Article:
Appellants also have advanced an argument that Dade County is discriminating against Coast Cities by refusing to purchase its operation, it having previously purchased the operations within the county of several other transit companies. They contend that Dade County's original plan, under its Home Rule Charter and an ordinance adopted establishing a Metropolitan Dade County Transit Authority for the county, was to acquire a county-wide transportation system by purchasing the existing *710 local transit companies; that the county proceeded with this plan and bought the larger of the transit companies (Miami Transit Company, Miami Beach Railway Company, South Miami Coach Lines, Inc., and Keys Transit Company), but has now determined that instead of purchasing Coast Cities, it will move into Coast Cities territory, parallel its lines, operate at a loss if necessary, and thereby attempt to run Coast Cities out of business. We are not persuaded that this contention of discrimination has merit. Under this theory, a county could never purchase anything, excluding purchases by competitive bidding, without also purchasing the same thing from everyone else in the county who might have it to sell. In purchasing properties, each party must necessarily agree to all of the terms of sale. There is no way the court could coerce the parties' independent judgments in reaching an agreement as to a sale price and as to other conditions of a sale. There is no unlawful discrimination here against Coast Cities by Dade County.

Appellants contend that they can and will deny the county's findings recited in its resolution authorizing the county attorney to institute this suit, said resolution being attached as an exhibit to the complaint. Said findings are to the general effect that it is necessary that the county move its transportation operations into the territory which is presently served by Coast Cities; that the service of Coast Cities is unsatisfactory to meet the needs of the area. These findings, however, are not material to the question involved here. The court cannot judge the wisdom of such action by the county officials, but can only determine whether or not same is unlawful or unconstitutionally infringes upon the rights of others. As heretofore stated, Dade County has the power to take this action and there is no infringement upon constitutional rights of Coast Cities. There is no legal requirement that a county government, authorized by its charter to itself conduct a public transportation system, prove public convenience and necessity as a prerequisite to expansion of such system within the county. Although this contemplated action of Dade County probably will fall with harsh impact upon a certificated motor carrier operating under the jurisdiction of the Florida Public Utilities Commission, the law affords it no protection from such competition. It is damnum absque injuria.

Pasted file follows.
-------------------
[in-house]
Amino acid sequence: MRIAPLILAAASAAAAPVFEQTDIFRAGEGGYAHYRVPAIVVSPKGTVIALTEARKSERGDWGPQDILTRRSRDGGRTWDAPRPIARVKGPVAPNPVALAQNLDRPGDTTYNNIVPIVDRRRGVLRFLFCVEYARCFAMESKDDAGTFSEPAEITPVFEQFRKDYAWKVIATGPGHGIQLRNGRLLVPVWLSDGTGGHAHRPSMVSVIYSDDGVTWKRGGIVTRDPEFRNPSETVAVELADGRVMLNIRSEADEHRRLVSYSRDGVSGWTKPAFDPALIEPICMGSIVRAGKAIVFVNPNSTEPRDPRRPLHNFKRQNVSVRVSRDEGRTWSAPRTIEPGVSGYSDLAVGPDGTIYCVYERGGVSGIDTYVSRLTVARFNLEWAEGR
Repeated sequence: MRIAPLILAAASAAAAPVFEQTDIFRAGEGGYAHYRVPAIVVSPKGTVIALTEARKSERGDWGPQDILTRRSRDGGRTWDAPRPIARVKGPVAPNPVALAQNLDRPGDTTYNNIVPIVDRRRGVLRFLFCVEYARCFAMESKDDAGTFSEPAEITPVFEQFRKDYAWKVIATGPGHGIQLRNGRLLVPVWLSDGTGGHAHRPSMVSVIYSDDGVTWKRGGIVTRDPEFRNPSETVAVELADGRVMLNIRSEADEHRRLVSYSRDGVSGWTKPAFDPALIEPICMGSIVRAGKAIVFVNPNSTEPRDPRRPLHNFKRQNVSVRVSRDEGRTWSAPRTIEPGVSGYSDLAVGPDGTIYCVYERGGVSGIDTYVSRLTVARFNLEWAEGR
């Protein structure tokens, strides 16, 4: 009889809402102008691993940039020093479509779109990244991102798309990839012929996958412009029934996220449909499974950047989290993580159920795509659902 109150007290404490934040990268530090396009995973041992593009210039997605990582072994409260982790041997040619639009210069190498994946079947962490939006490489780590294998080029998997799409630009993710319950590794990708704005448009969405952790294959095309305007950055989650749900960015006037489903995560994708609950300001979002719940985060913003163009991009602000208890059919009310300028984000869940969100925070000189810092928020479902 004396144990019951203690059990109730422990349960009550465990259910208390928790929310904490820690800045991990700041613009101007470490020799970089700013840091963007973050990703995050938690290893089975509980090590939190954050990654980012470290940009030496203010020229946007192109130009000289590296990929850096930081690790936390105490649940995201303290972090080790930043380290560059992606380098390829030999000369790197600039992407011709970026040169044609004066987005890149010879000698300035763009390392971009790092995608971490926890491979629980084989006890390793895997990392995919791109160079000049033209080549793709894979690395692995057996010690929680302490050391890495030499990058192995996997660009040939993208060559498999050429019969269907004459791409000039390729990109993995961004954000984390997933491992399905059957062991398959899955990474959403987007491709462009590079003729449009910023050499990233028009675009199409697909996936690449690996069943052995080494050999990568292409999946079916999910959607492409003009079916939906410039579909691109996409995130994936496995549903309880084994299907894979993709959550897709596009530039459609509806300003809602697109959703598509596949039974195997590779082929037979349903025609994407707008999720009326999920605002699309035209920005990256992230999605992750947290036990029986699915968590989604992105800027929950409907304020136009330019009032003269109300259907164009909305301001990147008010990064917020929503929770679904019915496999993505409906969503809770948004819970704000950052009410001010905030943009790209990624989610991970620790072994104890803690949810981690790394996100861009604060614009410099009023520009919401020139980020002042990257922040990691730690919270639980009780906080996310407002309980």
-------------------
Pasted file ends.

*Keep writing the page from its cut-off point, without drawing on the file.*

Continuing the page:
It does not appear that there can be any material issues of fact presented in this case, the question being purely a question of law.

Affirmed.

THORNAL, C.J., and ROBERTS, DREW, O'CONNELL and CALDWELL, JJ., concur.

BARNS, J. (Retired), dissents with opinion.

BARNS, PAUL D., Justice (Ret.), (dissenting).

Dade County brought a suit for a declaratory decree against Coast Cities Coaches, Inc. alleging that the Coast Cities Coaches "has been since 1948 operating a bus transportation system within a territory located within Dade County and elsewhere under and pursuant to a certificate or certificates of public convenience and necessity granted by the Florida Public Utilities Commission", issued by the Commission under Chapter 323, Florida Statutes. (The word "elsewhere" has reference to its bus inter-county service between Broward and Dade County.)

Dade County's complaint further alleges that Dade County "owns and operates a bus transportation system within Dade County which presently serves a minor part of the territory served by Coast Cities Coaches as well as many other areas of Dade County"; that Dade County "has concluded that the public interest would best be served by an extension or extensions of its bus transportation system into and *711 throughout all of the area within which the defendant corporation is presently operating".